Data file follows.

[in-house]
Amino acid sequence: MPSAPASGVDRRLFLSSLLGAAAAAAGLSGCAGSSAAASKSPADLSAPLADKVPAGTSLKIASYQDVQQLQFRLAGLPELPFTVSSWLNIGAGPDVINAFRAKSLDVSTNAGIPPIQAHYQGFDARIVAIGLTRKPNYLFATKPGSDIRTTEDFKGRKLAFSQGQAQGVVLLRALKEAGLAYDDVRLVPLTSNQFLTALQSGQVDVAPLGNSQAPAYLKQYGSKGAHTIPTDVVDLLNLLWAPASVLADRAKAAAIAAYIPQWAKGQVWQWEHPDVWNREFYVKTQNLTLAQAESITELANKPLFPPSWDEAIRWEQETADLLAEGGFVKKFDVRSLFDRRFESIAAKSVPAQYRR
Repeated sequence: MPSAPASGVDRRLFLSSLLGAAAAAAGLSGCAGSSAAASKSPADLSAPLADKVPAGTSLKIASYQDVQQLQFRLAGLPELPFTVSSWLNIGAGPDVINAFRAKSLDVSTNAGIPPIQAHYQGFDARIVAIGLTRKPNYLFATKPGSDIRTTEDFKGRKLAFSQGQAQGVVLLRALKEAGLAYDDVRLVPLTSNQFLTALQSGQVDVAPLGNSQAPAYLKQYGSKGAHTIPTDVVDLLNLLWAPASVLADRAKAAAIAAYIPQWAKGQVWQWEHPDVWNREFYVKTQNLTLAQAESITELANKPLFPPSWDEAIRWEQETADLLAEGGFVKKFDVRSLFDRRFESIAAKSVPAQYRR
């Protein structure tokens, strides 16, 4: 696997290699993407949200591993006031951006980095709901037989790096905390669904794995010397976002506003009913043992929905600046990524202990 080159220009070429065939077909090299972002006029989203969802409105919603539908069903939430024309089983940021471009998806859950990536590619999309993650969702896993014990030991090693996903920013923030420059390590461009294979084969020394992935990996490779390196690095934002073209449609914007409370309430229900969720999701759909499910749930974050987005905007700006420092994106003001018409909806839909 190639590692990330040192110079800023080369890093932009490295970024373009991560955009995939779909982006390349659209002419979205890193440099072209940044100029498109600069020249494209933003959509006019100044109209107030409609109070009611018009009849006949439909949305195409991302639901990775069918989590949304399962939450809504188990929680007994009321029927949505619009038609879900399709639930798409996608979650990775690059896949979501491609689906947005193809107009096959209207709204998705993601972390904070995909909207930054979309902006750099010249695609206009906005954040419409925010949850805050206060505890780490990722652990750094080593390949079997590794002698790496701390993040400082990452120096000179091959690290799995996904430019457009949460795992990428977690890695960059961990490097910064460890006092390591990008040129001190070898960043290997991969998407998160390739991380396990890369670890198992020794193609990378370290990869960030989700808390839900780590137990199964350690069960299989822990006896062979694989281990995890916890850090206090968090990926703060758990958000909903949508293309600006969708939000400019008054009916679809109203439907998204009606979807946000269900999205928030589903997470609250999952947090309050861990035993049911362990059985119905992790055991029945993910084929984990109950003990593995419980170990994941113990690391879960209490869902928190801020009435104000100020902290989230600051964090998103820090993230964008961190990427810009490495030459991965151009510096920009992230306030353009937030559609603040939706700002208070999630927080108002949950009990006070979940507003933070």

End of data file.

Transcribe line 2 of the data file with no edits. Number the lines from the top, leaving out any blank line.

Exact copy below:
Amino acid sequence: MPSAPASGVDRRLFLSSLLGAAAAAAGLSGCAGSSAAASKSPADLSAPLADKVPAGTSLKIASYQDVQQLQFRLAGLPELPFTVSSWLNIGAGPDVINAFRAKSLDVSTNAGIPPIQAHYQGFDARIVAIGLTRKPNYLFATKPGSDIRTTEDFKGRKLAFSQGQAQGVVLLRALKEAGLAYDDVRLVPLTSNQFLTALQSGQVDVAPLGNSQAPAYLKQYGSKGAHTIPTDVVDLLNLLWAPASVLADRAKAAAIAAYIPQWAKGQVWQWEHPDVWNREFYVKTQNLTLAQAESITELANKPLFPPSWDEAIRWEQETADLLAEGGFVKKFDVRSLFDRRFESIAAKSVPAQYRR